Overall we need to strengthen Pacific solidarity in ensuring collective efforts for joint initiatives for improved ownership, participation and returns from the Blue Pacific.

 

This needs to be through specific initiatives in the sectors such as fishing, processing, transport, trade, and food security.

 

We can build upon the successes of our regional brand for niche products, and ensure that we have the right standards.

 

I urge that we ensure that our operators are provided with more opportunities and supported by the government in the sector.

 

This can be support through the development of partner funded initiatives, so we are not just seeing 100% foreign ventures promoted in these sectors throughout the region.

 

We need genuine joint ventures.

 

We also encourage PPP initiatives, especially in port services, processing and cold store infrastructure development.

 

In my view there is has great potential for our economies, particularly in port waste management for the sector, and this has the added benefit of helping to preserve the natural environment.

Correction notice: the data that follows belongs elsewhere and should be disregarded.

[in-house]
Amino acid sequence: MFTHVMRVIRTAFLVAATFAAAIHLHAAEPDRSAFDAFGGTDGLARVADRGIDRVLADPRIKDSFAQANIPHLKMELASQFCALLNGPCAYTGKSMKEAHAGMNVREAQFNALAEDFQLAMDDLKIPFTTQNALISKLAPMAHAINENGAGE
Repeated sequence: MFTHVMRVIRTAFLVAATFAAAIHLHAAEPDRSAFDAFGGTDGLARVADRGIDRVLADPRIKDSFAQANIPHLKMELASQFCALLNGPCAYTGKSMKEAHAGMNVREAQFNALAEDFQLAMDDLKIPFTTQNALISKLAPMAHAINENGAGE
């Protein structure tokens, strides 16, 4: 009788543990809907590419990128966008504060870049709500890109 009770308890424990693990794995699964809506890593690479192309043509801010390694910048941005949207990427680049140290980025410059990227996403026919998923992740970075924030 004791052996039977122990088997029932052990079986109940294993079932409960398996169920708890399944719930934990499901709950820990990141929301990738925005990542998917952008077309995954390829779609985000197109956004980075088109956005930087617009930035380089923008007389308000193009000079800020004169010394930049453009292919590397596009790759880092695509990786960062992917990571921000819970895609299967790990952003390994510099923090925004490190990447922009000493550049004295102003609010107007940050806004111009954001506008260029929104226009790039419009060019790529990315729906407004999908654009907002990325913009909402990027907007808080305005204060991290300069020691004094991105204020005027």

We need to develop more downstream processing and provide more spin-off business opportunities for our people.

 

All too often we see the tuna sector that is alienating itself from pour people, and particularly our SMEs.

 

We must create more opportunities so that is industry can continue to provide, more support for labour mobility, and making sure that there are more income-earning opportunities for our coastal communities throughout the Pacific Island Nations.

 

These untapped resources, and the opportunities that are available, must be accessed at sea and onshore.

 

Our Government today, is taking a stand against those non-preforming ventures.

 

We are now going to review over the next three months.